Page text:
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By Karen Wheeler, Vice President and Country Manager UK, Affinion

Digital transformation has been at the forefront of discussion in the banking industry for the past few years and the pace of change is only going to increase due to the disruption of the big five global technology firms – Google, Apple, Facebook, Amazon and Microsoft (GAFAM).

Amazon’s entry into the insurance industry and Facebook securing an electronic money license in Ireland shows that these technology giants are thriving and not content with staying within their traditional industries.

With customer’s permission, GAFAMs can gain access to customer information thanks to the introduction of PSD2, and they are using this data to drive their own innovative solutions. Given the financial power of these technology giants, as well as their digital expertise and the information from previous customer relationships, this data could be priceless and have a game-changing effect on the banking industry if they can find the right product.

 Who are the challengers?

In addition to GAFAMs, challenger banks are breaking into the market and focusing on how consumers interact with their banks. These challengers have driven up customer experience expectations, although industry fears that they could enter the picture and immediately steal market share have been alleviated. The reason for this is because they continue to be seen as secondary banks with an interesting USP, rather than being  genuine alternatives to traditional retail stalwarts.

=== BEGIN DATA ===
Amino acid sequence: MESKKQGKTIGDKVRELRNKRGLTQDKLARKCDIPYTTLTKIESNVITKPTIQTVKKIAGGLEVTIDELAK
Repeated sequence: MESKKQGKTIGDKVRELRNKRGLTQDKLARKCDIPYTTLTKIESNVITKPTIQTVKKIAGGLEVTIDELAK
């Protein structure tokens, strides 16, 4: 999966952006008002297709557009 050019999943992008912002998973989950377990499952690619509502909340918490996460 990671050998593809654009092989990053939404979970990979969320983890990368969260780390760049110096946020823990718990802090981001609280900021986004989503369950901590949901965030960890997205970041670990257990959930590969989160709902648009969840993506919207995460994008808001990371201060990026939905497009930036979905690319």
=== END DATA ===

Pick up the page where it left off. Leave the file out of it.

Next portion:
GAFAMs are clearly well-placed to transform how customers engage with banks, although debate continues to rage amongst the wider industry. Paul Riseborough, CCO at Metro Bank predicted it could take as long as five years before the “average man in the street sees any real value” in the introduction of Open Banking across the EU. PWC research, however found that 88 per cent of the financial industry is worried they will lose revenue to disruptive innovators.

 New innovations

Technology platforms are already changing the way financial institutions are engaging with their customers. China’s WeChat app, launched in 2011 initially as a messaging platform now has one billion users globally, allowing people to do anything from booking a doctor’s appointment to paying a parking fine. Inevitably, the platform has grown to facilitate money transfers and other banking processes, with users now able to add international bank cards to their app.

Traditional retail banks, so dependent on the data they hold, risk falling behind their new competitors if GAFAMs manage to produce this type of all-encompassing platform and introduce it to their global subscriber bases. With consumers embracing third party technology to manage their financial transactions, retail banks could see their engagement levels significantly decrease alongside customer experience. If retail banks are to survive amid the disruption, they must respond in kind with their own strategic innovation.

 Innovative response

In the current climate, opportunities for banks to drive innovation rely on their differentiating factor – the vast array of data they have on their customers. If utilised by GAFAMs, the likes of PSD2 and Open Banking clearly pose a serious threat, but as a recent McKinsey report notes, banks may still hold the advantage, as “customers would not find it attractive to provide third parties access to their data or accounts.” Retail banks can actually strengthen their market position, if they can take a strategic approach before their giant competitors can transform the industry.